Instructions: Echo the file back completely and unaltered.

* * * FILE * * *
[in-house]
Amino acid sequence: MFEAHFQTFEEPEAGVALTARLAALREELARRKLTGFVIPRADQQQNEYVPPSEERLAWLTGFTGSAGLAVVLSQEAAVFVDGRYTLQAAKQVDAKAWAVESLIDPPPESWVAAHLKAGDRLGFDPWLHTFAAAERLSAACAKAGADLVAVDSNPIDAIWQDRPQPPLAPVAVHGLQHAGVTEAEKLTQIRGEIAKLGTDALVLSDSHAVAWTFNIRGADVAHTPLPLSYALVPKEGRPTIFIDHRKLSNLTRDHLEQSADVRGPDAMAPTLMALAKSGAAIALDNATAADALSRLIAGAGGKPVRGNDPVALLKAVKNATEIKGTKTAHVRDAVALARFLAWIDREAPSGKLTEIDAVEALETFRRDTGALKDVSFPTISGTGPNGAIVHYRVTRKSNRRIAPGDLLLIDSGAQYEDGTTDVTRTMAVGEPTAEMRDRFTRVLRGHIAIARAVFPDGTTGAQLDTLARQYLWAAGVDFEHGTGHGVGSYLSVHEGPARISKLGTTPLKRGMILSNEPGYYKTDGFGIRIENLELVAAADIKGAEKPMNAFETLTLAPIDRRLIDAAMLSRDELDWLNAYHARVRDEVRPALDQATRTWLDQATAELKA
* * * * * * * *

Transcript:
[in-house]
Amino acid sequence: MFEAHFQTFEEPEAGVALTARLAALREELARRKLTGFVIPRADQQQNEYVPPSEERLAWLTGFTGSAGLAVVLSQEAAVFVDGRYTLQAAKQVDAKAWAVESLIDPPPESWVAAHLKAGDRLGFDPWLHTFAAAERLSAACAKAGADLVAVDSNPIDAIWQDRPQPPLAPVAVHGLQHAGVTEAEKLTQIRGEIAKLGTDALVLSDSHAVAWTFNIRGADVAHTPLPLSYALVPKEGRPTIFIDHRKLSNLTRDHLEQSADVRGPDAMAPTLMALAKSGAAIALDNATAADALSRLIAGAGGKPVRGNDPVALLKAVKNATEIKGTKTAHVRDAVALARFLAWIDREAPSGKLTEIDAVEALETFRRDTGALKDVSFPTISGTGPNGAIVHYRVTRKSNRRIAPGDLLLIDSGAQYEDGTTDVTRTMAVGEPTAEMRDRFTRVLRGHIAIARAVFPDGTTGAQLDTLARQYLWAAGVDFEHGTGHGVGSYLSVHEGPARISKLGTTPLKRGMILSNEPGYYKTDGFGIRIENLELVAAADIKGAEKPMNAFETLTLAPIDRRLIDAAMLSRDELDWLNAYHARVRDEVRPALDQATRTWLDQATAELKA